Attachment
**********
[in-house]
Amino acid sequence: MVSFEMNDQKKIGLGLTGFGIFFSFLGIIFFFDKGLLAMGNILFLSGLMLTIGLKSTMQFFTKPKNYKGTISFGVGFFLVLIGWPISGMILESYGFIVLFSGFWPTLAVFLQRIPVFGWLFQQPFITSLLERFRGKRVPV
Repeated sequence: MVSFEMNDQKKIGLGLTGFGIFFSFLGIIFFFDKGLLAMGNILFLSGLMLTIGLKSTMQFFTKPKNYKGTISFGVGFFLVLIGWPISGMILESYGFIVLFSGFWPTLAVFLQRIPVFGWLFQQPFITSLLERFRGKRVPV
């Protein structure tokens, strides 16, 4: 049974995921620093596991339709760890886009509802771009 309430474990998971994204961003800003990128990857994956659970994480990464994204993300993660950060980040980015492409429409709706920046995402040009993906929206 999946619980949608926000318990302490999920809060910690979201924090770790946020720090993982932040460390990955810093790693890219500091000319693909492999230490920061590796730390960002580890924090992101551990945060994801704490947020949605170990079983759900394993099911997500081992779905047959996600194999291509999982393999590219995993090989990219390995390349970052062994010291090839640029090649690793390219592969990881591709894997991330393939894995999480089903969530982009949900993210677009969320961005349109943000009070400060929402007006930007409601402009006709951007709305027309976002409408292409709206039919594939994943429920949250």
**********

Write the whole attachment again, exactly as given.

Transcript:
[in-house]
Amino acid sequence: MVSFEMNDQKKIGLGLTGFGIFFSFLGIIFFFDKGLLAMGNILFLSGLMLTIGLKSTMQFFTKPKNYKGTISFGVGFFLVLIGWPISGMILESYGFIVLFSGFWPTLAVFLQRIPVFGWLFQQPFITSLLERFRGKRVPV
Repeated sequence: MVSFEMNDQKKIGLGLTGFGIFFSFLGIIFFFDKGLLAMGNILFLSGLMLTIGLKSTMQFFTKPKNYKGTISFGVGFFLVLIGWPISGMILESYGFIVLFSGFWPTLAVFLQRIPVFGWLFQQPFITSLLERFRGKRVPV
């Protein structure tokens, strides 16, 4: 049974995921620093596991339709760890886009509802771009 309430474990998971994204961003800003990128990857994956659970994480990464994204993300993660950060980040980015492409429409709706920046995402040009993906929206 999946619980949608926000318990302490999920809060910690979201924090770790946020720090993982932040460390990955810093790693890219500091000319693909492999230490920061590796730390960002580890924090992101551990945060994801704490947020949605170990079983759900394993099911997500081992779905047959996600194999291509999982393999590219995993090989990219390995390349970052062994010291090839640029090649690793390219592969990881591709894997991330393939894995999480089903969530982009949900993210677009969320961005349109943000009070400060929402007006930007409601402009006709951007709305027309976002409408292409709206039919594939994943429920949250």